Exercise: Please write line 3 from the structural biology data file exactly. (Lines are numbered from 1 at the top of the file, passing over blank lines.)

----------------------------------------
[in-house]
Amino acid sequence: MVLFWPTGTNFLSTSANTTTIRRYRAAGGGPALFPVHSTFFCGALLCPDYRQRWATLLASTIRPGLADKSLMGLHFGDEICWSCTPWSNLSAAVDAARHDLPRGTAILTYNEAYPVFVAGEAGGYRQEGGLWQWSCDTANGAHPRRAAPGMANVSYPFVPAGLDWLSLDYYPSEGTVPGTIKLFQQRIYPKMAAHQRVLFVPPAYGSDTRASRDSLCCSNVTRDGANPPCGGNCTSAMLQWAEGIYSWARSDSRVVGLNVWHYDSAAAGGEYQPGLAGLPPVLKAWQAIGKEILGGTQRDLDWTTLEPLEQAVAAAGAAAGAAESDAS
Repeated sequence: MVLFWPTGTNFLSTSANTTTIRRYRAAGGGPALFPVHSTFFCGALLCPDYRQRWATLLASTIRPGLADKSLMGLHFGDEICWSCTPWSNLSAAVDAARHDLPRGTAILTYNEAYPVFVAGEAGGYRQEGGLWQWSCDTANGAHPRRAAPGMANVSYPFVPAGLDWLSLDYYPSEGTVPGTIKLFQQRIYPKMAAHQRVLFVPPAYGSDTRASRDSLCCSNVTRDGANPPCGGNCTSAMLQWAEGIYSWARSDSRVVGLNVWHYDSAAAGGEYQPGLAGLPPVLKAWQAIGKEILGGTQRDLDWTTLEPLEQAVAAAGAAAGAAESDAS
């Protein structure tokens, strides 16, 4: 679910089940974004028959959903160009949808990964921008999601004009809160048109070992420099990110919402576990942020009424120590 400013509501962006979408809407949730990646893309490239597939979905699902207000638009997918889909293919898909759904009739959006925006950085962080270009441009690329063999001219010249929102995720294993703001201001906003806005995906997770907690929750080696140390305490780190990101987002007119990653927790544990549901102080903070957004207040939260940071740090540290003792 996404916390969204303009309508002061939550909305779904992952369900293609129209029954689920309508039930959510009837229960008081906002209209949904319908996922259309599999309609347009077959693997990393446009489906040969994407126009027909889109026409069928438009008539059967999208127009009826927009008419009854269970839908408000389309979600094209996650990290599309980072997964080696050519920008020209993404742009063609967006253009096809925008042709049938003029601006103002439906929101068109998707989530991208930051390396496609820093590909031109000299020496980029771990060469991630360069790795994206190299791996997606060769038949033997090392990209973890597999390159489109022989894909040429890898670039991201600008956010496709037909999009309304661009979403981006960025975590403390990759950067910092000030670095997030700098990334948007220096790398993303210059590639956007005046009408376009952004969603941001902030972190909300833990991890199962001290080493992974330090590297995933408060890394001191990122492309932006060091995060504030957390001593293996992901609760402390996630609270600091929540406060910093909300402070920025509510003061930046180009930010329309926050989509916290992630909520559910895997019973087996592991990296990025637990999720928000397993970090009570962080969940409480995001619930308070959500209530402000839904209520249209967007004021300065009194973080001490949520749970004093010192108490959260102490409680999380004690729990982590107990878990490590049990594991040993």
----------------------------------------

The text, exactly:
Repeated sequence: MVLFWPTGTNFLSTSANTTTIRRYRAAGGGPALFPVHSTFFCGALLCPDYRQRWATLLASTIRPGLADKSLMGLHFGDEICWSCTPWSNLSAAVDAARHDLPRGTAILTYNEAYPVFVAGEAGGYRQEGGLWQWSCDTANGAHPRRAAPGMANVSYPFVPAGLDWLSLDYYPSEGTVPGTIKLFQQRIYPKMAAHQRVLFVPPAYGSDTRASRDSLCCSNVTRDGANPPCGGNCTSAMLQWAEGIYSWARSDSRVVGLNVWHYDSAAAGGEYQPGLAGLPPVLKAWQAIGKEILGGTQRDLDWTTLEPLEQAVAAAGAAAGAAESDAS